We were finally let into the venue, stood for what seemed like years and then began one of the best concerts I had ever been to. “There’s no pain when your feet start movin’!” Ben was fabulous. And we had severely underestimated Needtobreathe.

benA highlight of the day was getting to meet Ben after the show. We gathered around the merchandise table, bought t-shirts intended for Ben to sign. When we finally met him, his bowtie wooed us and we told him how we traveled from Canada to see him. I think he was moved.

So many memories were made in that delightful city, and I’ll post a few more in video form in due time! The main thing I took away from that trip was that wonderful friends and captivating music is a winning combination. And in closing, we put our trust in Mildred, our affectionately named GPS to get us out of the city and on our way home. Someday we will return and it will be just as magnificent.

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The best day of 2013

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I figured I’d better post this before 2013 is over…so here goes!

So, there was that one time when I, along with a friend, were interviewed on our favorite podcast that reached something like 100,000 people. So yeah. I’m tooting my own horn here. And I’m fine with it.

You dream. You hope. You aspire. You head into the new year hoping a few of your dreams will come true, your hopes will be accomplished, and your aspirations will be realized. I didn’t think so much awesome could happen for me in the first week of 2013. But then I got this tweet:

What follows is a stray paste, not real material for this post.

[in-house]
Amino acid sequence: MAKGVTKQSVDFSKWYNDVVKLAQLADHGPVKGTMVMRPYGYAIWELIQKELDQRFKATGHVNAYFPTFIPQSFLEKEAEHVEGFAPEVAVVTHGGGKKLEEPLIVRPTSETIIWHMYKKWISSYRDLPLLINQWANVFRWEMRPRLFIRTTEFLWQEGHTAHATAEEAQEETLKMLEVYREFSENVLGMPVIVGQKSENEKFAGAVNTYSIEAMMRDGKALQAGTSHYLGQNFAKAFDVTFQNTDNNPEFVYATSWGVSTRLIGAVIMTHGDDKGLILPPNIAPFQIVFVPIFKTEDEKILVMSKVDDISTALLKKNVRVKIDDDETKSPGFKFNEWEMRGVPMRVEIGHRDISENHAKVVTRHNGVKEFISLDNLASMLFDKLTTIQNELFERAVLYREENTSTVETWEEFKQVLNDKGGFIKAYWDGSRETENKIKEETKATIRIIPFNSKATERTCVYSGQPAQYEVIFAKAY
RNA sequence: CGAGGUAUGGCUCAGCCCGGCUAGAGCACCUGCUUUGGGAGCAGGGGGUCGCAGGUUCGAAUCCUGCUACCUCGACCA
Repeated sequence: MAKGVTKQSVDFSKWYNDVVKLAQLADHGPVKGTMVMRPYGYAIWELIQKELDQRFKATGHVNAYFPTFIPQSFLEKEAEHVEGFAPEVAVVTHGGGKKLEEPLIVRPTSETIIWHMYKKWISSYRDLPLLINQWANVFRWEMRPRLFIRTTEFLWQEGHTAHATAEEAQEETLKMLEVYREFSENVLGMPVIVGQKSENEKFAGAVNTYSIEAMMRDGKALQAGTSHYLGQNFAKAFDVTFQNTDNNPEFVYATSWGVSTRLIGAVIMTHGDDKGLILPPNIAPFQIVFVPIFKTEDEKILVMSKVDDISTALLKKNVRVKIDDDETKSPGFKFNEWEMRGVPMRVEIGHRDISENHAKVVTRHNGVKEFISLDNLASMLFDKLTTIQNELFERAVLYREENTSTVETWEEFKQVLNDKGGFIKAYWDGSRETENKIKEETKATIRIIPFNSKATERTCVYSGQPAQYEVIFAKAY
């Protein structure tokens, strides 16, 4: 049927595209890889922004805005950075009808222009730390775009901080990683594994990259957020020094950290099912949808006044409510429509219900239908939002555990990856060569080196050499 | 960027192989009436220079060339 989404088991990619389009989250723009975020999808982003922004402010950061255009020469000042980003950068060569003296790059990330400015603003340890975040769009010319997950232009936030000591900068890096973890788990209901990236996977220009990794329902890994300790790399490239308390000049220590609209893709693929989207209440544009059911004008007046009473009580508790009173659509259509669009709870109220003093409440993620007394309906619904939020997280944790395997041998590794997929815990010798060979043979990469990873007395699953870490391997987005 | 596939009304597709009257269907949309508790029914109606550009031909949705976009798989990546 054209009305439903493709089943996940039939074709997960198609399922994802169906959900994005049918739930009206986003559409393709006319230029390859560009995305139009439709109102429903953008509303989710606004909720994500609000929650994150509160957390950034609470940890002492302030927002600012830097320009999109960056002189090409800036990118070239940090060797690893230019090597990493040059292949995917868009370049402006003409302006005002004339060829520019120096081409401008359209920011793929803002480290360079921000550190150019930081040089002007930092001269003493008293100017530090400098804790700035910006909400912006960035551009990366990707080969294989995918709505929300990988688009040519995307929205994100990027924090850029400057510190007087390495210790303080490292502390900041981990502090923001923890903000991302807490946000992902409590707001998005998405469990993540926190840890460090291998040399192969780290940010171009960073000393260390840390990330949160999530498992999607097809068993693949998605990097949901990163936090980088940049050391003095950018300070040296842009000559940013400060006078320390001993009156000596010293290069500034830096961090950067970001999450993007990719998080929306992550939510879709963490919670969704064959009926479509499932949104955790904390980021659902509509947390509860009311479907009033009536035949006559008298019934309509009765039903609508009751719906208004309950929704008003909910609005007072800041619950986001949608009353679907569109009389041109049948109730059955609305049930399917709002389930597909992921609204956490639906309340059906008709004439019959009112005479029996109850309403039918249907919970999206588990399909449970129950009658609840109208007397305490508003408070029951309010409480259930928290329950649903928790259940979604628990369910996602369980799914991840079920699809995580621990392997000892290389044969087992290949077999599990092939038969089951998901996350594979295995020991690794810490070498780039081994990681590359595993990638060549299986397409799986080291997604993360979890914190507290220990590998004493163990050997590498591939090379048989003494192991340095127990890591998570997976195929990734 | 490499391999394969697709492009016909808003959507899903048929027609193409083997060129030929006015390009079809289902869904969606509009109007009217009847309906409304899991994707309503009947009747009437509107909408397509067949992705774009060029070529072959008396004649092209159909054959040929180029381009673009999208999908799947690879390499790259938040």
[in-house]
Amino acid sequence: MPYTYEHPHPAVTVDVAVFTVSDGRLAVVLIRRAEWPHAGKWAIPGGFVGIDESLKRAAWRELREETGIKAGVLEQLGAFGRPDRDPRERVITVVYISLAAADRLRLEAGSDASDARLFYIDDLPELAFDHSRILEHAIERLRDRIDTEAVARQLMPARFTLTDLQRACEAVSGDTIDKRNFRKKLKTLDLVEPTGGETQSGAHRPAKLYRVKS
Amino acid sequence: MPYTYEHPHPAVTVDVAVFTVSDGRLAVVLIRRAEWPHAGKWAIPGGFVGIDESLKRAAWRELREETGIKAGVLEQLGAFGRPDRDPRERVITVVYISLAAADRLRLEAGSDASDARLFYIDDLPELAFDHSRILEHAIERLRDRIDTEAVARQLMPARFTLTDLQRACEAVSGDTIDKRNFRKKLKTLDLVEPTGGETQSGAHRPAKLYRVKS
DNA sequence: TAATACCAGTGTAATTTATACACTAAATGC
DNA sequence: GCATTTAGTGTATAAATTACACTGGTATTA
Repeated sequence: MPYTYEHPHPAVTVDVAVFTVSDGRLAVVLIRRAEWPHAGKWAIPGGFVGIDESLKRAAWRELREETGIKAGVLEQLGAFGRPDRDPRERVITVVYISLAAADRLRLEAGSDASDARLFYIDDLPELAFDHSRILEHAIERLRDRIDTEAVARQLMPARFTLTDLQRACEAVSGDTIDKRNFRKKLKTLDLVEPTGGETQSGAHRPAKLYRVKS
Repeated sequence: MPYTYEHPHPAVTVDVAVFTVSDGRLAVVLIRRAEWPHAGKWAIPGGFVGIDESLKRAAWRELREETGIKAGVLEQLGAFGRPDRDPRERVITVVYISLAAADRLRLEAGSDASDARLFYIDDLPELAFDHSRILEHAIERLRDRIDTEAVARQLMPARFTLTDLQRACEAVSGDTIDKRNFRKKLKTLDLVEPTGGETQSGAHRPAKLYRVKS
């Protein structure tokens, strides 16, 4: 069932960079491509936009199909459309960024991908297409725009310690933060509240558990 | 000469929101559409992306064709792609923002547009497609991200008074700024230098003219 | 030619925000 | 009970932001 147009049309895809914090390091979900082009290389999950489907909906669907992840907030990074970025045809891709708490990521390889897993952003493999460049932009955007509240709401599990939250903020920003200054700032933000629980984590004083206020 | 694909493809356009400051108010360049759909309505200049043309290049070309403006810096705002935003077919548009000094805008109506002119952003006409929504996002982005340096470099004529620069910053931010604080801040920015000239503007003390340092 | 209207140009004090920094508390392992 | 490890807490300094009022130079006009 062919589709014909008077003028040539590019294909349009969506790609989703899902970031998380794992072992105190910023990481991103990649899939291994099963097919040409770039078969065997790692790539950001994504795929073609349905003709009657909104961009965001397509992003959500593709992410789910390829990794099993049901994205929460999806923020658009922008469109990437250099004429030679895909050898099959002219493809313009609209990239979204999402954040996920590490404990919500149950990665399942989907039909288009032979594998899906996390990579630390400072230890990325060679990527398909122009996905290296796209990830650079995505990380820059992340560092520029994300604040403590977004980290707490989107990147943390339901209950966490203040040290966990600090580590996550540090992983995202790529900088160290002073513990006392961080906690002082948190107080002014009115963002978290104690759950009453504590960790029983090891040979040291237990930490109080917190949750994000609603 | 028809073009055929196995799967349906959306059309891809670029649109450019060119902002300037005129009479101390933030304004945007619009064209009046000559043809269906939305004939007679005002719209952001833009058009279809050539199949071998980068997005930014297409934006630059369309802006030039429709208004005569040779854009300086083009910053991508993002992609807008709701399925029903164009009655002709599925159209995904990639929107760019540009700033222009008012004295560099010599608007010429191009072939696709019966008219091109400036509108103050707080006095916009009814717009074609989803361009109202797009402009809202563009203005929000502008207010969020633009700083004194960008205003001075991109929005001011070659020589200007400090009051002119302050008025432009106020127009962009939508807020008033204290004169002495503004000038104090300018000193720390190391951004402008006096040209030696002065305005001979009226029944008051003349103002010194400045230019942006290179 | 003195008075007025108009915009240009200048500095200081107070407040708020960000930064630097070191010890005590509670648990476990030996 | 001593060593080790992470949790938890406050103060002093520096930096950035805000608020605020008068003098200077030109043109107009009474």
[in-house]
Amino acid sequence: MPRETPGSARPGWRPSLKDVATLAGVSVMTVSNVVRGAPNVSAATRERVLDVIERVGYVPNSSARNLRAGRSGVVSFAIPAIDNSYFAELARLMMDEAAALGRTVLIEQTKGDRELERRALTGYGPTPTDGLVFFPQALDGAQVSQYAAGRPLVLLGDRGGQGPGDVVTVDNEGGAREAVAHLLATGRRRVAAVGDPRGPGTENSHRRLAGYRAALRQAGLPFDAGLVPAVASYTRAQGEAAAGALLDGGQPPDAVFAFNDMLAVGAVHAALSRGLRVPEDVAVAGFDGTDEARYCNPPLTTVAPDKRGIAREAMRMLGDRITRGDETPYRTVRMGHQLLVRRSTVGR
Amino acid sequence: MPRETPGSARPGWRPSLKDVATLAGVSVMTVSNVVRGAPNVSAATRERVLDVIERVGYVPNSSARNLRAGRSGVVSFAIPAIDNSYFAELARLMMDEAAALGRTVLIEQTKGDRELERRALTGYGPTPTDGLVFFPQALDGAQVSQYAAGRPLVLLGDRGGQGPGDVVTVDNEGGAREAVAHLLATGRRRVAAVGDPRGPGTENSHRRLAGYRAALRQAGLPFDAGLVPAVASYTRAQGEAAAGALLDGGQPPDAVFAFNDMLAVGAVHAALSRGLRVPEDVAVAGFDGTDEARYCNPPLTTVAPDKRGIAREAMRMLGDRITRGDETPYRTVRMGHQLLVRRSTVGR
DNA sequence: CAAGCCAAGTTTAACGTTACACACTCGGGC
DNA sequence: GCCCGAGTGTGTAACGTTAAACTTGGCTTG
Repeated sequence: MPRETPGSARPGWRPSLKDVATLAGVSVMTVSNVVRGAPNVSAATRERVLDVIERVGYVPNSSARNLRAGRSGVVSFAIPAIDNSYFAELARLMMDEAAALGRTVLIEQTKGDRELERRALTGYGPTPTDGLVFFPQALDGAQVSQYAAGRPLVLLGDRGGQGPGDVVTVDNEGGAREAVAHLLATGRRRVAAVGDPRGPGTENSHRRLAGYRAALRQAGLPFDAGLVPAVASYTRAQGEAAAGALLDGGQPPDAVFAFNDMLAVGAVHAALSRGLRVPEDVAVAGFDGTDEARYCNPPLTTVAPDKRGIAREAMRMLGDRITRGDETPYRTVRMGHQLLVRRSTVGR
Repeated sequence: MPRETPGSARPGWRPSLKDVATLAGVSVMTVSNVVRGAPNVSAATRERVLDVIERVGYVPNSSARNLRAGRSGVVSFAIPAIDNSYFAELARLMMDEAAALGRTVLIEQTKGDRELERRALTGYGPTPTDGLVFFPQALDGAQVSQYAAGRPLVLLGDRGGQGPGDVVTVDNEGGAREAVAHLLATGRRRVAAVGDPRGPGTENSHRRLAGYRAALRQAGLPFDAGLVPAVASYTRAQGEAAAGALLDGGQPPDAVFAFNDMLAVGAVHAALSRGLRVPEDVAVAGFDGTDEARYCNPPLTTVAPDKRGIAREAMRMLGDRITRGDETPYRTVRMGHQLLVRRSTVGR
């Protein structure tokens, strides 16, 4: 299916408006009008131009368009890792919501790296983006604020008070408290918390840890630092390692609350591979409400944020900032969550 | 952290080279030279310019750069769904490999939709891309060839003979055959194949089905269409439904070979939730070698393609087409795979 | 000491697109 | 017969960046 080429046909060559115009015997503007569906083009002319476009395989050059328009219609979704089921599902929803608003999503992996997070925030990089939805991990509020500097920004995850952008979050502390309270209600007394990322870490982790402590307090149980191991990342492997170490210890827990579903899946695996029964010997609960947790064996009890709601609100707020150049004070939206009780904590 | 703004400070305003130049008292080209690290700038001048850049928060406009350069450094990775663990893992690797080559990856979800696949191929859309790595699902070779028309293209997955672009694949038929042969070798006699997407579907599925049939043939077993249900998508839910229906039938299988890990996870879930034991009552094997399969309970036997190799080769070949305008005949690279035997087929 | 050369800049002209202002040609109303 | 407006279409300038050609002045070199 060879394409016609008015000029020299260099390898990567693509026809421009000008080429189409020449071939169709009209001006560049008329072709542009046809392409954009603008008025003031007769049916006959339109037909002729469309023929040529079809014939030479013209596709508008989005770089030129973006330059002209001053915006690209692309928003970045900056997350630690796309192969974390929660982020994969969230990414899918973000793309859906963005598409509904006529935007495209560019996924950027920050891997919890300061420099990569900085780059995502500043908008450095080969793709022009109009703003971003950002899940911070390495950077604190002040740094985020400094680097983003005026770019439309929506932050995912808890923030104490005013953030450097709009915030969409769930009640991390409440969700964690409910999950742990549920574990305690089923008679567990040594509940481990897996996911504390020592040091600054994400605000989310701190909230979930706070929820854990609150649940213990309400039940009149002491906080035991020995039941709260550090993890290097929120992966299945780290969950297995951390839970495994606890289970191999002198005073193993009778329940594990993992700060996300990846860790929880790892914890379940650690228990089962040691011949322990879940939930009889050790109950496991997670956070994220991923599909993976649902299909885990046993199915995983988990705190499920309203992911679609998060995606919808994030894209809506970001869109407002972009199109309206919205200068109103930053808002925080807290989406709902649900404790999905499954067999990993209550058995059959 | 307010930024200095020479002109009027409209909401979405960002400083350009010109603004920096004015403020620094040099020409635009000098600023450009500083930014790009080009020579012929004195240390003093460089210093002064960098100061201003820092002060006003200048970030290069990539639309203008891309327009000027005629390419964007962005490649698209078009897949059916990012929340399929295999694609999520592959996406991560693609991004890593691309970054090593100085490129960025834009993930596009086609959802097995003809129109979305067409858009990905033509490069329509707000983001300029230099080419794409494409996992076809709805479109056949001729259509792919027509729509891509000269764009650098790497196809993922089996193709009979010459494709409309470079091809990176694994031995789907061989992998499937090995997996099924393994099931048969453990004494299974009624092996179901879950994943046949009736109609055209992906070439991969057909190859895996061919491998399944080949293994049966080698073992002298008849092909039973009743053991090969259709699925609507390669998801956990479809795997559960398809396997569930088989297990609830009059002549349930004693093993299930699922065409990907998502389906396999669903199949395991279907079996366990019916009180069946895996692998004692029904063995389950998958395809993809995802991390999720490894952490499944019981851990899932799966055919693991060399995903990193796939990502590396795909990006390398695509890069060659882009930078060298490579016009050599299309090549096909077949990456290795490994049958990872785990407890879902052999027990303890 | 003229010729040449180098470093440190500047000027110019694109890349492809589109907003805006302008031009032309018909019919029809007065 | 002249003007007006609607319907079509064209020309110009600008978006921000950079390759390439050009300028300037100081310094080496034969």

So here’s the back story – my friend Betty and I spent far too much time and thought creating what we thought were hilarious audio/video podcasts for our friend who was in Brazil doing mission work. This was around Christmas time, and we knew that she would be missing the festivities…so we wanted to send her Christmas greetings. Betty, the brilliant lyricist that she is, wrote new lyrics to the tune of “The Holly and the Ivy” and naturally we used our favorite instruments to create “The Ukulele and the Slide Whistle”. It was so fun creating the video and we really just thought it would be a nice quirky way to say Merry Christmas to our friend.

Well, here’ the back back story. Relevant Magazine is my favorite magazine in the entire world. What they do is amazing. They put out a podcast every week that is absolutely hilarious and one of their podcasters makes lots of dry jokes and even puns from time to time. He started bringing his slide whistle to the recording of the podcast, making the whistle sound at the end of a bad joke. So, in honor of this awesome resurgence of the slide whistle into our lives, Betty bought us a few to use, you know, in every day life.